A Bumpy Ride Through an Attempt to Explain 911
Grady Harp | Los Angeles, CA United States | 08/25/2005
(3 out of 5 stars)
"Television pilots that fail to be picked up as series are showing up on the shelves as movies and the transition is all too apparent. HOMELAND SECURITY was supposed to be a series for TV, a form of explaining how the Department of Homeland Security came into being after the tragedy of 911. The 'film' version is mildly instructive, mildly entertaining, and in the end it is a hodge podge of ideas of how a long series might run crammed into 87 minutes.
What begins as a diatribe against the lack of cooperation and interaction among the CIA, FBI, and military intelligence (lower case intended!) suggesting that had their been centralization of information, perhaps 911 could have been prevented, ends up as a sprawling mélange of ill-connected pieces. The problems arise in attempting to explain the intricacies of the schisms in Afghanistan (a lot of pyrotechnique footage for this confusing section) along with the preludes of terrorist sub rosa influx into the country, footage from the 911 events, and personalization of some of the perpetrators and victims - all in compressed time broken by obvious black screen moments where TV commercials were placed.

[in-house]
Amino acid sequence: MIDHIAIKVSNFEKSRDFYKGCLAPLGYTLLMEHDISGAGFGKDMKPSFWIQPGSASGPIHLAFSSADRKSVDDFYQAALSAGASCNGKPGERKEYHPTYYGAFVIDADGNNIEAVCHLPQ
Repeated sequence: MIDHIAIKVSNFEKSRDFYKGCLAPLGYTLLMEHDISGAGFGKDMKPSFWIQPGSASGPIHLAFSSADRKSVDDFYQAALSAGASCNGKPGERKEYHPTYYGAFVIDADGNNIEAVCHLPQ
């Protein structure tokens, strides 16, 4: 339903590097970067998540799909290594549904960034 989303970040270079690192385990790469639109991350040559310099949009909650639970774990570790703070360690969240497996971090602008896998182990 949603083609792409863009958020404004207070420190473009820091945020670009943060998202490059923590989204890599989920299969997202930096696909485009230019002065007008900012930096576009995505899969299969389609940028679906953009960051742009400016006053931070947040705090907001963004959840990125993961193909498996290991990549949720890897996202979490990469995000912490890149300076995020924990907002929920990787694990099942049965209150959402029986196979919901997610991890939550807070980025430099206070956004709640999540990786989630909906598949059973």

The cast (Tom Skirett, Scott Glenn, Grant Show, Marisol Nichols, et al) tries hard to make the fuzzy script (written by Christopher Crowe) work, but the direction by Daniel Sackheim is jittery and ultimately seems to sell out to the political Right - probably at the demand of the non-cable TV network. Probably at the inception of the idea of tracing the evolution of Homeland Security as a force more intelligent in centralization of information was a good idea. It just gets too watered down and relies on the repetition of the line 'it was all there in front of us waiting for us to connect the dots'. Still, some food for thought. Grady Harp, August 05"